San Francisco Weekend

A weekend in San Francisco involved delayed departures with 90-minute sojourns on airport tarmac in both directions, plus another hour on the return end as maintenance personnel were called in to –- honest! – change a light bulb. On the ground in San Francisco the pleasures were many: dinners at Zuni and the Hayes St. Grill, Dim Sum at Yank Sing, “Simon Boccanegra” at the San Francisco Opera with Dimitri Hrov— (you know who I mean) absolutely stunning in the title role.  I was there, however, for “The Bonesetter’s Daughter,” and that’s another story.
    No, it’s the same story, actually, the collapse by the operatic machine, overcoddled and led astray by that segment of the cultural community that has made it its toy, its billboard, its fashion display. There is no matchup between the artform of the Verdi of Friday night’s opera and the gaudy, self-indulgent circus on Saturday that involved a $million-plus worth of a hack composer, a pretty good bunch of ethnic performers on a stage overlarge for their talent, designers ditto, in a production hyped to the bazooty to the point where you couldn’t even get a toehold into the press room at half-time.  I would love to have seen “The Bonesetter’s Daughter” on one of those little Chinese theaters off Grant Avenue that Lou Harrison, John Cage and, occasionally, I used to visit half a century ago, and enjoy the same excellent singers who are now trapped in a fancy new production ten times too big – Qian Yi with her ghostly, silvery, slithery voice most of all – in this grotesque, misshapen entertainment, as ludicrous a step ahead  for the SF Opera as “The Fly” is for ours.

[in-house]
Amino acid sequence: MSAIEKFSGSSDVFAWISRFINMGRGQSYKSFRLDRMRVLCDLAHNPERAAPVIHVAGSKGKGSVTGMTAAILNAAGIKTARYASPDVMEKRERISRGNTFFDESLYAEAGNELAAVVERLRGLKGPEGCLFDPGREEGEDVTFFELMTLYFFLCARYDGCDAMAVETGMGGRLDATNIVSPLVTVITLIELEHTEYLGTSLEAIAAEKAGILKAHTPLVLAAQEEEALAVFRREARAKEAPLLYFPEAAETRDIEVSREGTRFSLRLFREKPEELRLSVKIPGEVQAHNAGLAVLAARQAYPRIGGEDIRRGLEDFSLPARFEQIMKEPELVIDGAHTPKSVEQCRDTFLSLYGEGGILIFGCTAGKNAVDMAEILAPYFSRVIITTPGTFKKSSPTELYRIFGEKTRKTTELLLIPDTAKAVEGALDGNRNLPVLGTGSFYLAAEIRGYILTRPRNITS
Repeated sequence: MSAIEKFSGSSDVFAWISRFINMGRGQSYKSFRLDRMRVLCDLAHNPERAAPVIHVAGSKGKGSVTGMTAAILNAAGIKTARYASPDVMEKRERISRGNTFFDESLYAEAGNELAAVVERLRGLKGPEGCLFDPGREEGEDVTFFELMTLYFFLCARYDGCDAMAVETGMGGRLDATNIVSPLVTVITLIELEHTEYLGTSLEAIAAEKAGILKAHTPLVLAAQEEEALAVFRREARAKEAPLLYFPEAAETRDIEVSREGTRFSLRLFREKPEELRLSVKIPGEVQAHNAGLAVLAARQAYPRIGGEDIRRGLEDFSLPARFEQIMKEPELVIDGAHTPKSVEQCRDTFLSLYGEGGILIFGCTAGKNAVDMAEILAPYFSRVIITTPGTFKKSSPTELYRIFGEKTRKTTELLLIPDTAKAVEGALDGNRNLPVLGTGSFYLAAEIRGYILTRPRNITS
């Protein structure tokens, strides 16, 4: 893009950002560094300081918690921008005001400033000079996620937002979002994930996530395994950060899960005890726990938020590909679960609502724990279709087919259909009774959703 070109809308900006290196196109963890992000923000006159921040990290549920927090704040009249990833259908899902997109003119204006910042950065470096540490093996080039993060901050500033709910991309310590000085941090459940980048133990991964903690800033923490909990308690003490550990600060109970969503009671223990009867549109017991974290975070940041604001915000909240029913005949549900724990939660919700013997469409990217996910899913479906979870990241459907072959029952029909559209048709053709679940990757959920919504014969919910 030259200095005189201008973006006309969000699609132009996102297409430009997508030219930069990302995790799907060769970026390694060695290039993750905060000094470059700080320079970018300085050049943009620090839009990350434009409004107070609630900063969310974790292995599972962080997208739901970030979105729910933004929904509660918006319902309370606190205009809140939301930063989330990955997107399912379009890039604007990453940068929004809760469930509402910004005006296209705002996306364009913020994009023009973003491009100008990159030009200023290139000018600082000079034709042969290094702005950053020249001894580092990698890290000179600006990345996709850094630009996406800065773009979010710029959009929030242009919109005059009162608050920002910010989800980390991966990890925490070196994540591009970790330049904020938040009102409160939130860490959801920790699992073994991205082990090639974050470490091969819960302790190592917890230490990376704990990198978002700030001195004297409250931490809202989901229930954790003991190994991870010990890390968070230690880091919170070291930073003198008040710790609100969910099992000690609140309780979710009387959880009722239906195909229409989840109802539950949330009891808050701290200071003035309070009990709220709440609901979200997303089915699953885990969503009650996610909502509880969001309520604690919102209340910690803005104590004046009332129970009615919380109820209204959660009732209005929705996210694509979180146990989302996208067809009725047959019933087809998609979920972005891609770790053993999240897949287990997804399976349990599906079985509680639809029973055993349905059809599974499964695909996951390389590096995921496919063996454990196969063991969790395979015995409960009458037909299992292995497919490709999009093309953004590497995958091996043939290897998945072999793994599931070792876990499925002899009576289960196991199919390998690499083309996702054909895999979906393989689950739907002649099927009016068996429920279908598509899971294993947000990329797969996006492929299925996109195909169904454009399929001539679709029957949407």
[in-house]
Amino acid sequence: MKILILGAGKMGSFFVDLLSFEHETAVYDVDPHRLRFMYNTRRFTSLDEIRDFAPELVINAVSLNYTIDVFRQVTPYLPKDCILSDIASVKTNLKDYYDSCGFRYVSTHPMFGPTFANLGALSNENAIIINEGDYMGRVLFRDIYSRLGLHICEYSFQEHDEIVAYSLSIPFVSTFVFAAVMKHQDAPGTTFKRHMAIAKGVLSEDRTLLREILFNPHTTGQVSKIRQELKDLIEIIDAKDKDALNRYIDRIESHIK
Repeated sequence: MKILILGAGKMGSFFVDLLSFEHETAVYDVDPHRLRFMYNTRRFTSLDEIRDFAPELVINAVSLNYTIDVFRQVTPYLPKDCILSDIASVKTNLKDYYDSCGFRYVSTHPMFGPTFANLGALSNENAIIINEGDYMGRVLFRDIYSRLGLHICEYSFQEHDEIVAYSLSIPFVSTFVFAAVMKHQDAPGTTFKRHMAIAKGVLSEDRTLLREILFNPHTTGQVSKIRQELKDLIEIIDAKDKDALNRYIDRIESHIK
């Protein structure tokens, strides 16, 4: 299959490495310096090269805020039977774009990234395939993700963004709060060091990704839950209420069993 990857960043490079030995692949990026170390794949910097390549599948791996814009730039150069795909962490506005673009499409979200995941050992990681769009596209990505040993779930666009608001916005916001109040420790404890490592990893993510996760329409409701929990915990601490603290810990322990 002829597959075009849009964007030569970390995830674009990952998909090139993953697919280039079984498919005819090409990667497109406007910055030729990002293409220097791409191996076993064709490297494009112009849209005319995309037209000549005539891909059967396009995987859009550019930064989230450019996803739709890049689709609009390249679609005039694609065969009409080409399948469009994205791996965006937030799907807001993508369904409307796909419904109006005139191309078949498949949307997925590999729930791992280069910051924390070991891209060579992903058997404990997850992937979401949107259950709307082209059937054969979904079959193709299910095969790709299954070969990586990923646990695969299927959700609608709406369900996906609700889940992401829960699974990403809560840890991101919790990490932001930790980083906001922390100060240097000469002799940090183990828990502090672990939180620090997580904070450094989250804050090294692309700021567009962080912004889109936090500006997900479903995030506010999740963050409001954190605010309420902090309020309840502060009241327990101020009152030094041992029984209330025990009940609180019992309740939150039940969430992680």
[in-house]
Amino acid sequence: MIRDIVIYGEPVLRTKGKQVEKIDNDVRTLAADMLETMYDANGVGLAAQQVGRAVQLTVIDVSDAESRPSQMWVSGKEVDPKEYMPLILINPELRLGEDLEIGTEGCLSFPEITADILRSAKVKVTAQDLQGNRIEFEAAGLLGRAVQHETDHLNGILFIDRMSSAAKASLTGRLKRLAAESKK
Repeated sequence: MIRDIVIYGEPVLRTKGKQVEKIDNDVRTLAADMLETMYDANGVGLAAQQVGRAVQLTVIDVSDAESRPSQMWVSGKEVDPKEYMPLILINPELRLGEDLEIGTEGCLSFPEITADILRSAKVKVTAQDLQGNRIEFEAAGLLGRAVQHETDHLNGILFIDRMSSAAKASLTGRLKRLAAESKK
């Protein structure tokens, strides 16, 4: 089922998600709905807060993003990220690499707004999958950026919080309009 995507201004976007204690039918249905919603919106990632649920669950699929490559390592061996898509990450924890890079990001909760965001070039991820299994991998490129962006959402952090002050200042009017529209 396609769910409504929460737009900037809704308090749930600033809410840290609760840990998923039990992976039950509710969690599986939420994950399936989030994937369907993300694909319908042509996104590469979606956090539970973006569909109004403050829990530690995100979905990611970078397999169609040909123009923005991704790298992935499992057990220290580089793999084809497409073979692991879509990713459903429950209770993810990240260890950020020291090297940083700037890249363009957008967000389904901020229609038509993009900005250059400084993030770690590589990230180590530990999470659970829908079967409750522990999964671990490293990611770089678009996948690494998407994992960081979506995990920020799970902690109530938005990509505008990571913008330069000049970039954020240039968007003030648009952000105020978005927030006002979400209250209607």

David Gockley is the company’s general director, after years and years at the Houston Grand Opera. He hired me once to compile a happy book about HGO’s remarkable achievement in commissioning and performing contemporary opera; the occasion was, I think, Opera No. 25, Carlisle Floyd’s “Cold Sassy Tree.” Floyd’s operas figured considerably in that compilation, in fact; he had even moved to Houston from somewhere else, so as to be closer to his operas. I wonder if he’s gonna move to San Francisco.
     The point is, Gockley’s impressive statistics relate to a taste for easy-listening opera; Stewart Wallace, “Bonesetter’s” composer, is already on that list, twice. Gockley has brought Philip Glass’s “Appomattox” to San Francisco, and now this. Not many Gockley operas ever leap out of their original place of performance, by the way, and turn up somewhere else; you can’t really say that he has enhanced the repertory as Mr. Wagner did from Bayreuth, say. 
    There has to be greater challenge  to an operatic audience than this weak tea somewhere, either in the form of more challenging production values – and I don’t mean the kind of Eurotrash that locates “The Ring” in a bathroom, as in one set of DVDs I confess to owning – or in seriously challenging  music that can move our operatic expectations forward, as “Simon Boccanegra” moved Verdi’s.  Is it too much to wonder out loud, now that Achim Freyer is at work among us, whether his production of Unsuk Chin’s “Alice in Wonderland” might possibly land somewhere? 
    Just wondering.